What Steps Can I Take Today to Lung Cancer Prevention?
The big hitters will be of no surprise to you: Don’t start smoking; quit smoking if you’re already doing it; and avoid exposure to secondhand smoke. If you manage to kick your cigarette, cigar, or pipe habit before lung cancer develops, your damaged lung tissue will gradually begin to heal and repair itself.
Not only will your lung function begin to improve within three months of quitting, by 10 years out, your risk of lung cancer can decrease anywhere from 30% to 60%, according to the National Cancer Institute. Plus, in that same time frame, you will have halved your chance of dying from lung cancer.
If 10 years seems like a long time, know this: Most people diagnosed with lung cancer are 65 or older, with the average age of diagnosis hovering around 70. So you may have more time to right the course than you think.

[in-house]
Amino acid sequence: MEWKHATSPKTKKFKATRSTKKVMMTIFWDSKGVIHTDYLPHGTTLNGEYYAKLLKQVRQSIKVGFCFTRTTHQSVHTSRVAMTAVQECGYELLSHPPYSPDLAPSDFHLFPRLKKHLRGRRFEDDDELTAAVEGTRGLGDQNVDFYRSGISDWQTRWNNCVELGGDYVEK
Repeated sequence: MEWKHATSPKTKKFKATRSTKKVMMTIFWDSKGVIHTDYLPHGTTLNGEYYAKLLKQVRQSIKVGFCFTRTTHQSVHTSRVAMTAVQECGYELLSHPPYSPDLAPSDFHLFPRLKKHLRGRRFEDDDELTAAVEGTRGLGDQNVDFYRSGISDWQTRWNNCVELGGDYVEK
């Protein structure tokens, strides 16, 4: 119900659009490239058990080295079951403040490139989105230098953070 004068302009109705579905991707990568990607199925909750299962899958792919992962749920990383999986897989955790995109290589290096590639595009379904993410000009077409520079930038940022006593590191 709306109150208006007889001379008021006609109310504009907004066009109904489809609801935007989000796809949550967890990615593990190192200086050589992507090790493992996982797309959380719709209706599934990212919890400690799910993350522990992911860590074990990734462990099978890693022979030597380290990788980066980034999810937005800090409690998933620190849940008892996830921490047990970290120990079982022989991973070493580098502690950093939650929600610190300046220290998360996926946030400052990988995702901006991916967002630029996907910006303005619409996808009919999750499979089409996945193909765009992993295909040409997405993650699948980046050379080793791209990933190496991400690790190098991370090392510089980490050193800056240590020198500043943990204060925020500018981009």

Other preventative steps to take:
Test your home for radon. It’s the number one cause of lung cancer among non-smokers, according to estimates by the EPA, which recommends that all homes be tested. You can easily pick a radon detector up at any hardware store.
Eat fruits and vegetables. Consuming a healthy diet, filled with plenty of produce may also help lower your risk of lung cancer. Of course, if you’re smoking at the same time you're filling up on salads and smoothies, you’re dampening much of the benefits.
Limit exposure to carcinogenic chemicals. If you suspect you’re being exposed to dangerous chemicals at work, ask your employer to give you Safety Data Sheets (SDSs) on each of the chemicals that you may be in contact with. Handing this info over to you is required by law.
Where Can I Find Lung Cancer Communities?
There are about 541,000 American alive today who’ve heard their doctor say, “You have lung cancer.” It’s a benefit to you to find those people. Share your stories. Share what works and what doesn’t at home or at the doctor’s office. Some places to start: